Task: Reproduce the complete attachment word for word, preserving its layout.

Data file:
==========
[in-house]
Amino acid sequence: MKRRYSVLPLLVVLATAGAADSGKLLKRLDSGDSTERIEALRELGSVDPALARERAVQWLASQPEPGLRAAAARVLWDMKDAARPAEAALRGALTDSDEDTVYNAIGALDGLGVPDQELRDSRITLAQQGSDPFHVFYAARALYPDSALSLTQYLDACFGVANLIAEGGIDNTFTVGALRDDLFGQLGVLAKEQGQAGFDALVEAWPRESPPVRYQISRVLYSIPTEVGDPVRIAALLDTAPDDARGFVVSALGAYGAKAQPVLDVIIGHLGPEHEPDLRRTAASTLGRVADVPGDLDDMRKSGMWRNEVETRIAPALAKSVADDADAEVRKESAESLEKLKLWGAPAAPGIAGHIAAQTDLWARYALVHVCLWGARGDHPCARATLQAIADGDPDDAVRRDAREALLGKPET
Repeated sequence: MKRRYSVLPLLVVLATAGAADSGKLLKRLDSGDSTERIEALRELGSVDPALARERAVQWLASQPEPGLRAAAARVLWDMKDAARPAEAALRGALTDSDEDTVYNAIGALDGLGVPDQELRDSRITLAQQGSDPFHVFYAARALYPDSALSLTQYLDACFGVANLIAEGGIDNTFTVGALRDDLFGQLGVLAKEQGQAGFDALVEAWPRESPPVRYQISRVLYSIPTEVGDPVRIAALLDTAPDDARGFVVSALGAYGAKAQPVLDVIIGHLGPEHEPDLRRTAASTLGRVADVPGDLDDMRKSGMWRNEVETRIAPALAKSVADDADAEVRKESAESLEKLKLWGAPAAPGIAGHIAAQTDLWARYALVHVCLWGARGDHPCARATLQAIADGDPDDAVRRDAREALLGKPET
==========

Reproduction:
[in-house]
Amino acid sequence: MKRRYSVLPLLVVLATAGAADSGKLLKRLDSGDSTERIEALRELGSVDPALARERAVQWLASQPEPGLRAAAARVLWDMKDAARPAEAALRGALTDSDEDTVYNAIGALDGLGVPDQELRDSRITLAQQGSDPFHVFYAARALYPDSALSLTQYLDACFGVANLIAEGGIDNTFTVGALRDDLFGQLGVLAKEQGQAGFDALVEAWPRESPPVRYQISRVLYSIPTEVGDPVRIAALLDTAPDDARGFVVSALGAYGAKAQPVLDVIIGHLGPEHEPDLRRTAASTLGRVADVPGDLDDMRKSGMWRNEVETRIAPALAKSVADDADAEVRKESAESLEKLKLWGAPAAPGIAGHIAAQTDLWARYALVHVCLWGARGDHPCARATLQAIADGDPDDAVRRDAREALLGKPET
Repeated sequence: MKRRYSVLPLLVVLATAGAADSGKLLKRLDSGDSTERIEALRELGSVDPALARERAVQWLASQPEPGLRAAAARVLWDMKDAARPAEAALRGALTDSDEDTVYNAIGALDGLGVPDQELRDSRITLAQQGSDPFHVFYAARALYPDSALSLTQYLDACFGVANLIAEGGIDNTFTVGALRDDLFGQLGVLAKEQGQAGFDALVEAWPRESPPVRYQISRVLYSIPTEVGDPVRIAALLDTAPDDARGFVVSALGAYGAKAQPVLDVIIGHLGPEHEPDLRRTAASTLGRVADVPGDLDDMRKSGMWRNEVETRIAPALAKSVADDADAEVRKESAESLEKLKLWGAPAAPGIAGHIAAQTDLWARYALVHVCLWGARGDHPCARATLQAIADGDPDDAVRRDAREALLGKPET